Scott Willis

Host, Reporter, Producer

I’ve always been enamored with the intimacy of radio.  It’s so personal.  It forces you to listen…and listen only.  No visual distractions.  I grew up listening to mostly top 40 radio in Detroit, with no shortage of entertaining DJ’s.  As a teenager, I discovered the area’s all news station.  I loved knowing what was going on, and the intensity with which they told stories.  I often wondered what it would be like to be the first to know what was happening, and then tell others.  Maybe that’s why I pursued a career in news. 

I would go on to serve as an intern at that all-news station, and it was amazing and maybe a little overwhelming to see what it took to put out a constant stream of news.  But something was missing.  It wasn’t until after I graduated from college that I actually discovered Detroit’s public radio station at my alma mater.  What a difference!  You had time to write and tell engaging, meaningful stories, to be creative, all without the pressure to constantly crank out the news.  Quality over quantity.  That’s when I knew public radio was for me.  I was hooked.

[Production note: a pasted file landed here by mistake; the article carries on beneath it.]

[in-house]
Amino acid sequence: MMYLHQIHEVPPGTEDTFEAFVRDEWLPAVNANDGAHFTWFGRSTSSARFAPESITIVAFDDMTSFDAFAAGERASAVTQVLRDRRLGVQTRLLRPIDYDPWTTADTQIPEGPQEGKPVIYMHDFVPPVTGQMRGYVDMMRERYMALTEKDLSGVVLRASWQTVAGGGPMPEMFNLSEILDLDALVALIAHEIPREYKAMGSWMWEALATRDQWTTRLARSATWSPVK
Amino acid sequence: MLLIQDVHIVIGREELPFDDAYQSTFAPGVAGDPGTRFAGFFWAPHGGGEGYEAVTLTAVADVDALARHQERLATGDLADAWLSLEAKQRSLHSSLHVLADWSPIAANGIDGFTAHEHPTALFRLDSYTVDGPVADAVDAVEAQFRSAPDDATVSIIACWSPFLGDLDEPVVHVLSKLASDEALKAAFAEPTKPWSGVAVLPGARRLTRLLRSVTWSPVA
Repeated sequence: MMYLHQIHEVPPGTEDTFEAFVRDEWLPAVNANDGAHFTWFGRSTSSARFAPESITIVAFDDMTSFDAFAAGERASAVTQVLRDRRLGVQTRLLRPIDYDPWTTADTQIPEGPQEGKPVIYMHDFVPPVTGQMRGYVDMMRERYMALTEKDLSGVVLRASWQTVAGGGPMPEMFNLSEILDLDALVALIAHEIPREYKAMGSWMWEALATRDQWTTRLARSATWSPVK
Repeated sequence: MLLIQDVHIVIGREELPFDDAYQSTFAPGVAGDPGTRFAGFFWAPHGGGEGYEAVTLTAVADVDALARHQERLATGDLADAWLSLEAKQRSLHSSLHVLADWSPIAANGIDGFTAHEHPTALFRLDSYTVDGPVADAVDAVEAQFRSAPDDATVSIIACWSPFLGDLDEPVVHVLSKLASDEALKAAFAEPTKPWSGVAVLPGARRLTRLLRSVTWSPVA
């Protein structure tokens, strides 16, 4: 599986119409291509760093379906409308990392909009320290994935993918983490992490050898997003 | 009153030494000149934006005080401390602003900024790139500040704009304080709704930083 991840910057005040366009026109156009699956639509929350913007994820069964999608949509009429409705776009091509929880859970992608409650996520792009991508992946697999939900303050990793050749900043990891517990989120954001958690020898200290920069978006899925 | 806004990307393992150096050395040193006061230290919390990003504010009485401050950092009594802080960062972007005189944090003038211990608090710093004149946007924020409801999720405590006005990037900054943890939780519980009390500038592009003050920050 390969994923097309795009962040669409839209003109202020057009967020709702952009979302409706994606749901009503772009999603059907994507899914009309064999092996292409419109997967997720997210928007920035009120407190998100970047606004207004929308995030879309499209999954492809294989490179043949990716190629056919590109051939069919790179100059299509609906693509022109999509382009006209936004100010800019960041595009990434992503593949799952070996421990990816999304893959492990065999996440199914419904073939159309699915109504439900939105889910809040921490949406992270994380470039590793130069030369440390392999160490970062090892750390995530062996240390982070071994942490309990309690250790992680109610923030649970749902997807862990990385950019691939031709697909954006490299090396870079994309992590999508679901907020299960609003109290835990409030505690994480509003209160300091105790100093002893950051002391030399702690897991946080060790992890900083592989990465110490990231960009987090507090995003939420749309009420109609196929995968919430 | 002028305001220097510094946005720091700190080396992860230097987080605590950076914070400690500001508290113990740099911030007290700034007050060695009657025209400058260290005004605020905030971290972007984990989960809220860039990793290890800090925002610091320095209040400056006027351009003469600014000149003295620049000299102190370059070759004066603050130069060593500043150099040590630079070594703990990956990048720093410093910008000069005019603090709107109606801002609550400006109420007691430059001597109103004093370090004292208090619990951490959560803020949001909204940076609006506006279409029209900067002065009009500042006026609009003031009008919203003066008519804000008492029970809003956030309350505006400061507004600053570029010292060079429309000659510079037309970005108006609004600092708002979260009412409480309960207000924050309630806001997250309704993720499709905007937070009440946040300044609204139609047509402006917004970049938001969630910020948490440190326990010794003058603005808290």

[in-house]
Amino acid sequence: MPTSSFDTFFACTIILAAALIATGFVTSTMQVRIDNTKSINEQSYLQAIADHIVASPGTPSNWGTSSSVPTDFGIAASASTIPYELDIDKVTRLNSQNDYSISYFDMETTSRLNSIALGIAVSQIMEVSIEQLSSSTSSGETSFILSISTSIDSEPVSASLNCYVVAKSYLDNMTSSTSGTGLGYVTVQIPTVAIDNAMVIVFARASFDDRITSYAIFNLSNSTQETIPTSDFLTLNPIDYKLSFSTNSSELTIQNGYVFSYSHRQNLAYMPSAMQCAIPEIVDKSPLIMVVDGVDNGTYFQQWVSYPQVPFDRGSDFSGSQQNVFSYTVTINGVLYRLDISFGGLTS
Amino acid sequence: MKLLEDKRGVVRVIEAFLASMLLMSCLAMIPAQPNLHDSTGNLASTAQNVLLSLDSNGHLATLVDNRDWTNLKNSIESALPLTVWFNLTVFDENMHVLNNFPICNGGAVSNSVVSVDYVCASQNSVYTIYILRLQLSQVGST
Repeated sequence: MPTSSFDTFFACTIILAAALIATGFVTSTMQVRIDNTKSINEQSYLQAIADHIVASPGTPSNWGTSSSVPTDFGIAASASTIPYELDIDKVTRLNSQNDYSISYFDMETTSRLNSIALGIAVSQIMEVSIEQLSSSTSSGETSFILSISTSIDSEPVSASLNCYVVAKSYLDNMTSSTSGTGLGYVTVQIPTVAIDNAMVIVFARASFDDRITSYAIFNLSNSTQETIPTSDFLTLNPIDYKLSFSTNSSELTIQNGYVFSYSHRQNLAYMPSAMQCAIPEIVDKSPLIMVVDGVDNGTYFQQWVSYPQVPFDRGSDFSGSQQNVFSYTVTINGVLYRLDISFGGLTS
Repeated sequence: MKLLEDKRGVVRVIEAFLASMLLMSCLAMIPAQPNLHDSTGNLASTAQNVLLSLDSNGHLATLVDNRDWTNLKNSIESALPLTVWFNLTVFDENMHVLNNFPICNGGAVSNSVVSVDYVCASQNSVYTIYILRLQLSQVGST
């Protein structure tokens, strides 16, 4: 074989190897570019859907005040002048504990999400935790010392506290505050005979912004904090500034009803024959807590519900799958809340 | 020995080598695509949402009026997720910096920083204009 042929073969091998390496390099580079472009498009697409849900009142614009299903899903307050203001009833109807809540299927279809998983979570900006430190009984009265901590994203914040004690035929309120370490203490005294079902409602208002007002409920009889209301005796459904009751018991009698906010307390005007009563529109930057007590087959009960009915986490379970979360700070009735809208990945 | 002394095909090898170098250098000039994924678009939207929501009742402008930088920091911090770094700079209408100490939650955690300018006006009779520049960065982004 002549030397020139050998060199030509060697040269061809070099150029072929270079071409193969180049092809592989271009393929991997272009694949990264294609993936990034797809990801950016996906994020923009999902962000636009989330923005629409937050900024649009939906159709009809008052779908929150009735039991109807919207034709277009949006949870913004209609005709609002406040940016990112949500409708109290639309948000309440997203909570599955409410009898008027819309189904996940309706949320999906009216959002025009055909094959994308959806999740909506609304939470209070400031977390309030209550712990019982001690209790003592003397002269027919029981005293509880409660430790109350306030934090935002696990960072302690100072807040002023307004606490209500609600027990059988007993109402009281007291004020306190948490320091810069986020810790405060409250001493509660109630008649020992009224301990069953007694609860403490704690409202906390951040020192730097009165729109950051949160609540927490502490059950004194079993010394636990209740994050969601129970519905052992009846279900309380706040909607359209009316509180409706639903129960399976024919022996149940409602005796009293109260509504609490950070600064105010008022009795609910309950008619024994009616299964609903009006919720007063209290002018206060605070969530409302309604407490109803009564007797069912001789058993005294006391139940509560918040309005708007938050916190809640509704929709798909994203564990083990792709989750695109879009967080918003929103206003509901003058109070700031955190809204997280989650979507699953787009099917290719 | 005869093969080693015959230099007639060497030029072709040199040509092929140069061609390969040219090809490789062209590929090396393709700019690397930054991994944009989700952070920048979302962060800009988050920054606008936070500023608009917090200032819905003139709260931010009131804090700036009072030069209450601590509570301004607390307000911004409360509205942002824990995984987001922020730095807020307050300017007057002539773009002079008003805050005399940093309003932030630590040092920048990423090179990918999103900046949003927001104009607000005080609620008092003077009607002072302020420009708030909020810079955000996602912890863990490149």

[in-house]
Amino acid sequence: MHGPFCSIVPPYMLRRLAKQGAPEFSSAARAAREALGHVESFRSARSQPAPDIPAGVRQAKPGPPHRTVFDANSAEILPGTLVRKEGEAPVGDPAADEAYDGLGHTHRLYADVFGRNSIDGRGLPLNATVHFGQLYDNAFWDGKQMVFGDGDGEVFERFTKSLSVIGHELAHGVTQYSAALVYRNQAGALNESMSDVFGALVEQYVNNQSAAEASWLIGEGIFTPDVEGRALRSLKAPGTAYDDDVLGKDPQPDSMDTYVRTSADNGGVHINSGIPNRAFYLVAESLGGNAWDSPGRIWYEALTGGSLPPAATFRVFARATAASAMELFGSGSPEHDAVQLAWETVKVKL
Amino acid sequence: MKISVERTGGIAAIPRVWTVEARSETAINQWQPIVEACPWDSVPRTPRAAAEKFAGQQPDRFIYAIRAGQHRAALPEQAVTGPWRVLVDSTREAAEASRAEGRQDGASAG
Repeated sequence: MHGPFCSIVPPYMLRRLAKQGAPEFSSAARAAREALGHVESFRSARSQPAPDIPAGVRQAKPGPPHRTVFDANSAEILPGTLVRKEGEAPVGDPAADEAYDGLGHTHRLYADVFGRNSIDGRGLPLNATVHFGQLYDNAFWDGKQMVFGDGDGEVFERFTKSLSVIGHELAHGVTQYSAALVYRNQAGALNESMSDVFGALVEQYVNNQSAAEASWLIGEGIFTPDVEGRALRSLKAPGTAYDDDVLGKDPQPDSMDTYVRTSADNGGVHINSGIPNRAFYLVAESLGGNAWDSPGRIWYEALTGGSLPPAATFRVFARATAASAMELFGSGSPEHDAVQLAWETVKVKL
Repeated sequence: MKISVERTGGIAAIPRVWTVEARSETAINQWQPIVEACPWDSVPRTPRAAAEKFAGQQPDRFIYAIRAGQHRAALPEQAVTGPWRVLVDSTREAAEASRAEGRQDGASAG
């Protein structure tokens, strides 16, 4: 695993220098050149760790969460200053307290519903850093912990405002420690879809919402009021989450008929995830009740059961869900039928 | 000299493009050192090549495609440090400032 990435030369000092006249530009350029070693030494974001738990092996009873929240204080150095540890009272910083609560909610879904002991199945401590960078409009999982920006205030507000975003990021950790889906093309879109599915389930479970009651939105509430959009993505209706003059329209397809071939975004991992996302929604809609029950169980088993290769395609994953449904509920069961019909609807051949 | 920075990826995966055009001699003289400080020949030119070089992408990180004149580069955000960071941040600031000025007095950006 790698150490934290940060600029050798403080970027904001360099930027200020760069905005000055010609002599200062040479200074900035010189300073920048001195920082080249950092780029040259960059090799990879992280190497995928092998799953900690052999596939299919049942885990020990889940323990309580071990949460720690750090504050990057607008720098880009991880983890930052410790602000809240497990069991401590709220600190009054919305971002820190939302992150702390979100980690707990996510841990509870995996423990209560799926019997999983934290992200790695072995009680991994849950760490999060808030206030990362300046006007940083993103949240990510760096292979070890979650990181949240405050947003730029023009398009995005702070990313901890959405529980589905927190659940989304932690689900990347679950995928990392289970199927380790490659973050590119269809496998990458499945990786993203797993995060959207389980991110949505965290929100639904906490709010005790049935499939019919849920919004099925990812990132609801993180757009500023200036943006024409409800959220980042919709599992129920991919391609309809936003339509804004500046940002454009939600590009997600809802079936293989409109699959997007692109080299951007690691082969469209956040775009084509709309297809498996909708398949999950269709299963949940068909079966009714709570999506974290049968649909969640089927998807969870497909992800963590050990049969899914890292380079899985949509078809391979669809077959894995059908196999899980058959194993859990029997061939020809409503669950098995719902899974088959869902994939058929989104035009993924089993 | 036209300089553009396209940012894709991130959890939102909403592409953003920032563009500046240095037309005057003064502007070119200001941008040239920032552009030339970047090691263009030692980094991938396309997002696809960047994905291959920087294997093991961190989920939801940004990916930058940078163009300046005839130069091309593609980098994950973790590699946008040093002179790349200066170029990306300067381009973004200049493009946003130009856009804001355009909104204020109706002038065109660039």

I would hone my skills on and off for almost three years at WDET as an intern under the tutelage of a patient Assistant News Director. I produced daily stories for newscasts, but also was given the privilege of producing long-form features on topics that interested me, and that people knew very little about.  Now THAT was cool.  Right up my alley.  What budding reporter could ask for more?

I landed here in Syracuse in June 2001.  Today, I’ve come full circle, and now teach the craft to more than a dozen student reporters per week.  We work hard to choose informative stories, find the most engaging sound, and edit copy for clarity and accuracy. 

Outside of work, I spend time with my wife and little boy.  We like to take walks, travel, and read.  When I can, I’ll hop on my bike for a quick ride.

I’ve thoroughly enjoyed the honor and privilege of bringing WAER’s dedicated and generous listeners the news of the day during All Things Considered.  Thanks for listening.

Ways to Connect

Scott Willis / WAER News